I have Garnacha to thank for the focus I have in my career. How? Glad you asked. About four years ago, I started chatting about wine with the guy next to me at a bar. I mentioned the small liquor store around the corner from my house with a sad selection of wine.
"Here's what wine to look for when you're at that store," he said. "Look in the Spanish section for Garnacha de Fuego, the label has flames on it. It's the best wine in the store, and it's only $8.99."
The next time I shopped there, I headed to the Spanish section. It has only about 20 Spanish bottles in stock and the flames made Garnacha de Fuego easy to spot. I brought a bottle home and poured a glass. Within a few sips I knew that I no longer needed to spend $12-$15 on the mass marketed California reds that had seemed like the best options at that store.
This garnacha smells of cherries, leather, smoke, chocolate and pepper. On the palate, it's fruity - ripe cherries, plums - and has tobacco and spice. I didn't pick all this up the first time I had the wine, but I knew it was different and I knew I liked it.
Garnacha de Fuego became my 'house red,' for a while and I kept telling myself I needed to learn more about Garnacha and try other bottles, but I kept going back to that bottle because I wanted the sure thing. When I was invited to The Next Great Grape tour featuring wines from Cariñena region led by Master Sommelier Andrea Robinson, I finally had the chance to taste several bottles of garnacha from different producers. There I was, sitting at Aldo Sohm Wine Bar with wine professionals and sommeliers at a time when I was a journalist who sometimes wrote about wines, not a wine journalist or a wine professional. I felt like I was low man on the totem pole as far as wine knowledge went.
I was sampling one particular garnacha when I had a vivid flashback of smelling the dittos that had just been passed to me by the kid in front in grade school. When Andrea asked what we smelled, few people had anything to say. I was hesitant, afraid to be wrong, but I raised my hand and said "mimeograph."
Someone else - someone above 40 like me - said, "Yes, I know what you mean." Many of the younger people in the room had no idea what I was talking about because they never had school worksheets that had been copied on a mimeograph machine.
In that moment, I understood that the way people experience wine is rooted in their past non-wine experiences. I also realized I had something to add to the conversation about wine itself, not just how it was produced.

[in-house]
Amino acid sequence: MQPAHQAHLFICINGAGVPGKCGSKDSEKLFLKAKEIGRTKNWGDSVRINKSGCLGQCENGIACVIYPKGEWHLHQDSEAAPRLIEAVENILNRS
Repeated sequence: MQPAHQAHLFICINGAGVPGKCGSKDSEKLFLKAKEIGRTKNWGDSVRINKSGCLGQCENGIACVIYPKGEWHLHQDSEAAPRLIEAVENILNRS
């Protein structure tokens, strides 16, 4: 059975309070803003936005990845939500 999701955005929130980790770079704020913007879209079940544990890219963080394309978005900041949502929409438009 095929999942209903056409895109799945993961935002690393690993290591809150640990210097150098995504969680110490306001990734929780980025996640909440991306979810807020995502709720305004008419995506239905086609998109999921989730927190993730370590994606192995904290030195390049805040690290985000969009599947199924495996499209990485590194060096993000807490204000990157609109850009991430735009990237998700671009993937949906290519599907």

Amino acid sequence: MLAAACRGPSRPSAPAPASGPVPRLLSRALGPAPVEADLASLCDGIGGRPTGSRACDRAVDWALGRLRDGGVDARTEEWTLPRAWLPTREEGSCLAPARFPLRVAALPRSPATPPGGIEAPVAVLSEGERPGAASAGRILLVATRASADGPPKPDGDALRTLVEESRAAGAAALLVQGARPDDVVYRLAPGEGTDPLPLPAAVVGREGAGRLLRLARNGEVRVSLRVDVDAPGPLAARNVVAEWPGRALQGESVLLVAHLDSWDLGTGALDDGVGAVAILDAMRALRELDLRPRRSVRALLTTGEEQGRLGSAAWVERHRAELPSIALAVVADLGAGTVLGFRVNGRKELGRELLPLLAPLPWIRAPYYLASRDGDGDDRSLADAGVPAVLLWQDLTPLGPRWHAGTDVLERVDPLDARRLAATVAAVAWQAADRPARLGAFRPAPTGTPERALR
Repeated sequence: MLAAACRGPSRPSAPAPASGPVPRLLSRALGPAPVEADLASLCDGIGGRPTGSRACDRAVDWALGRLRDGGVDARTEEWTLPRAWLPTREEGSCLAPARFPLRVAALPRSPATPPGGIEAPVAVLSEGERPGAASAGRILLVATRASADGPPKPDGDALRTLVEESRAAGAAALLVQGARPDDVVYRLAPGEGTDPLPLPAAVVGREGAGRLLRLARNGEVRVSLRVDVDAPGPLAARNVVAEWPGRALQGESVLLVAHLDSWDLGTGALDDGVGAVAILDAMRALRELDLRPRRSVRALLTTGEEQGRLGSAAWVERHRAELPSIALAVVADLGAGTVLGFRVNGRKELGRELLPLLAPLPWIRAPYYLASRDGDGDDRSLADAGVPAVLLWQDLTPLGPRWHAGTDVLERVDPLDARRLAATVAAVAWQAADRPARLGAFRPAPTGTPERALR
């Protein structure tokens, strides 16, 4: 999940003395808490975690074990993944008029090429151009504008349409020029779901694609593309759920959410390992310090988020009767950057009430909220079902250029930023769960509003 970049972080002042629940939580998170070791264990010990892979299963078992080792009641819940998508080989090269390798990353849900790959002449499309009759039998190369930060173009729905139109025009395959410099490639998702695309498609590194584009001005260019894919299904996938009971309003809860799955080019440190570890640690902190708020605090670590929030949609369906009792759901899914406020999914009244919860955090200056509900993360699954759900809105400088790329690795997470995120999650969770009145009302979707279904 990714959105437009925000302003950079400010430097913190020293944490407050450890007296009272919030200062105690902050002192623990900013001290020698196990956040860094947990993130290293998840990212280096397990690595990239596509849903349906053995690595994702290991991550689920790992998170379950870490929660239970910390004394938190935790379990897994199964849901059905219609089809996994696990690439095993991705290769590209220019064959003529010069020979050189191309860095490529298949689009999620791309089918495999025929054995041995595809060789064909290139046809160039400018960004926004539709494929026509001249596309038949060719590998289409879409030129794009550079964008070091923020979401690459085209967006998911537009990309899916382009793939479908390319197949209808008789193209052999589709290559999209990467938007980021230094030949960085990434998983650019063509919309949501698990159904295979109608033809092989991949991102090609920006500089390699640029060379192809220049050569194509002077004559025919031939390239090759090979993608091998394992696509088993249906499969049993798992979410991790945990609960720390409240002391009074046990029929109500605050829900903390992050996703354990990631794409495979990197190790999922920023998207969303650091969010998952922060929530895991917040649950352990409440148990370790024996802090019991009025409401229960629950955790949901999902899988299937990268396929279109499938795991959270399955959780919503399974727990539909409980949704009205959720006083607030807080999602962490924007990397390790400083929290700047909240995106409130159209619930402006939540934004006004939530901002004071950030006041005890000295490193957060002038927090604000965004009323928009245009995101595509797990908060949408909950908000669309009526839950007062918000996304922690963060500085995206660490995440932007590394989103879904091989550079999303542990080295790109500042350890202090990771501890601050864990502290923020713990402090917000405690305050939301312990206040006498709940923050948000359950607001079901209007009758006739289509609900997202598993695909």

I walked away from that tasting with a thirst for garnacha and a thirst for learning more about wine. When I wrote about the the Cariñena region for Mother Nature Network, I didn't only write about sustainability in the region. I also wrote about the wines I tasted. I used words like minerality and acid and smoky and jammy - all words I had never used when writing about wine. I had limited to my wine descriptor vocabulary because I didn't think I was educated enough.
But, something clicked when I told a room full of wine professionals I smelled mimeograph in a wine. I realized you smell what you smell. You taste what you taste. And, I get to say what I experience in a wine out loud or write it on a blog post, and I'm not wrong.
If you look through my Instagram feed you'll find many bottles of garnacha scattered among the wines I post. (I only throw up a photo on Instagram of wines I like.) Along with the description, I'll usually something about the amazing value that is garnacha.
When people ask me for a recommendation for an inexpensive red for a party, I always suggest garnacha. As I learned during the Cariñena tasting, the quality of garnacha always exceeds price expectations.
In the years since I opened that bottle of Garnacha de Fuego and then went up to New York for the garnacha tasting, there have been other wine moments that have reassured me that writing about wine is to be my professional focus. But I know that sitting next to that guy in that bar that night and then seeking out the bottle he suggested began the fortunate chain of events that set me on that path.
So not only do I love garnacha because its a wine that satisfies my taste, I love it because I suppose you can say it was a muse that inspired me to do what I do.